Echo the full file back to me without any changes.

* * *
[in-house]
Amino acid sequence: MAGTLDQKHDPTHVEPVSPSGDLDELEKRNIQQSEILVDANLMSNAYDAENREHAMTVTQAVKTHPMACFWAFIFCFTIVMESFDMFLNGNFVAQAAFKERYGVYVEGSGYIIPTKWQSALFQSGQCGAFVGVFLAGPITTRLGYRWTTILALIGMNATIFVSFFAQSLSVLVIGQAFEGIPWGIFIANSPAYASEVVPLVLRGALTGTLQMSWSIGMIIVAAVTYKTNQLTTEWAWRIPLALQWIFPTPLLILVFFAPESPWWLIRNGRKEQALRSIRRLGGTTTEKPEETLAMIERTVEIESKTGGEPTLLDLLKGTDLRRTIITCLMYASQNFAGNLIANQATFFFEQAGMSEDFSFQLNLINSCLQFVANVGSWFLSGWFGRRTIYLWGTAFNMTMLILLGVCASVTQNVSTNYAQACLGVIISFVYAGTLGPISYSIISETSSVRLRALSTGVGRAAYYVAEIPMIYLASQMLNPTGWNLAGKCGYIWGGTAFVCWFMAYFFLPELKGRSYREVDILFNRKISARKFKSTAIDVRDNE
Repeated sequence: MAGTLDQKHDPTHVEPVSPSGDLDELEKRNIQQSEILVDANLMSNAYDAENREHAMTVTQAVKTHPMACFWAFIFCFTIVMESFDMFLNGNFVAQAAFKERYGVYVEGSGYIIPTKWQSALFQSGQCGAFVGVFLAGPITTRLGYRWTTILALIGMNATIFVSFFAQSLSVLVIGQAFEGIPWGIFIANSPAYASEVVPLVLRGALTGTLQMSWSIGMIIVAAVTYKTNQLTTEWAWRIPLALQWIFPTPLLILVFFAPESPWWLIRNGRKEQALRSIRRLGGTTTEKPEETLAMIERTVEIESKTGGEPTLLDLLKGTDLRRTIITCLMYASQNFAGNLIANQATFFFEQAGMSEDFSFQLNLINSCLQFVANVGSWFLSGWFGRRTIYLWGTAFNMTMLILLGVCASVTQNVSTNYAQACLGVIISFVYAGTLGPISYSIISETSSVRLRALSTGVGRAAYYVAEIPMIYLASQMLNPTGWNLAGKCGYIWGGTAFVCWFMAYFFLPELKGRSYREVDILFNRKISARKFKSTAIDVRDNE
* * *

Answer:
[in-house]
Amino acid sequence: MAGTLDQKHDPTHVEPVSPSGDLDELEKRNIQQSEILVDANLMSNAYDAENREHAMTVTQAVKTHPMACFWAFIFCFTIVMESFDMFLNGNFVAQAAFKERYGVYVEGSGYIIPTKWQSALFQSGQCGAFVGVFLAGPITTRLGYRWTTILALIGMNATIFVSFFAQSLSVLVIGQAFEGIPWGIFIANSPAYASEVVPLVLRGALTGTLQMSWSIGMIIVAAVTYKTNQLTTEWAWRIPLALQWIFPTPLLILVFFAPESPWWLIRNGRKEQALRSIRRLGGTTTEKPEETLAMIERTVEIESKTGGEPTLLDLLKGTDLRRTIITCLMYASQNFAGNLIANQATFFFEQAGMSEDFSFQLNLINSCLQFVANVGSWFLSGWFGRRTIYLWGTAFNMTMLILLGVCASVTQNVSTNYAQACLGVIISFVYAGTLGPISYSIISETSSVRLRALSTGVGRAAYYVAEIPMIYLASQMLNPTGWNLAGKCGYIWGGTAFVCWFMAYFFLPELKGRSYREVDILFNRKISARKFKSTAIDVRDNE
Repeated sequence: MAGTLDQKHDPTHVEPVSPSGDLDELEKRNIQQSEILVDANLMSNAYDAENREHAMTVTQAVKTHPMACFWAFIFCFTIVMESFDMFLNGNFVAQAAFKERYGVYVEGSGYIIPTKWQSALFQSGQCGAFVGVFLAGPITTRLGYRWTTILALIGMNATIFVSFFAQSLSVLVIGQAFEGIPWGIFIANSPAYASEVVPLVLRGALTGTLQMSWSIGMIIVAAVTYKTNQLTTEWAWRIPLALQWIFPTPLLILVFFAPESPWWLIRNGRKEQALRSIRRLGGTTTEKPEETLAMIERTVEIESKTGGEPTLLDLLKGTDLRRTIITCLMYASQNFAGNLIANQATFFFEQAGMSEDFSFQLNLINSCLQFVANVGSWFLSGWFGRRTIYLWGTAFNMTMLILLGVCASVTQNVSTNYAQACLGVIISFVYAGTLGPISYSIISETSSVRLRALSTGVGRAAYYVAEIPMIYLASQMLNPTGWNLAGKCGYIWGGTAFVCWFMAYFFLPELKGRSYREVDILFNRKISARKFKSTAIDVRDNE